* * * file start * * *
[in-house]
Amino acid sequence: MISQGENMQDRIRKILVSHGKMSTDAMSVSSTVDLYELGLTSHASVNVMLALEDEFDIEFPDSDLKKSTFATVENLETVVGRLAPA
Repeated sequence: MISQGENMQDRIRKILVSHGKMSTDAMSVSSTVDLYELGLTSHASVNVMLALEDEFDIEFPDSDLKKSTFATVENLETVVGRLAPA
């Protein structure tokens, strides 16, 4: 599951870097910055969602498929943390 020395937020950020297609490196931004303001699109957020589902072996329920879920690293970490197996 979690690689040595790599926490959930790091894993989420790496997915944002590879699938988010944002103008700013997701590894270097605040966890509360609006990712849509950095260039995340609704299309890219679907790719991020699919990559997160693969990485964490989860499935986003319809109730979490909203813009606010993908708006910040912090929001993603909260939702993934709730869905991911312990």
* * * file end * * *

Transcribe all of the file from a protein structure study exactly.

[in-house]
Amino acid sequence: MISQGENMQDRIRKILVSHGKMSTDAMSVSSTVDLYELGLTSHASVNVMLALEDEFDIEFPDSDLKKSTFATVENLETVVGRLAPA
Repeated sequence: MISQGENMQDRIRKILVSHGKMSTDAMSVSSTVDLYELGLTSHASVNVMLALEDEFDIEFPDSDLKKSTFATVENLETVVGRLAPA
């Protein structure tokens, strides 16, 4: 599951870097910055969602498929943390 020395937020950020297609490196931004303001699109957020589902072996329920879920690293970490197996 979690690689040595790599926490959930790091894993989420790496997915944002590879699938988010944002103008700013997701590894270097605040966890509360609006990712849509950095260039995340609704299309890219679907790719991020699919990559997160693969990485964490989860499935986003319809109730979490909203813009606010993908708006910040912090929001993603909260939702993934709730869905991911312990």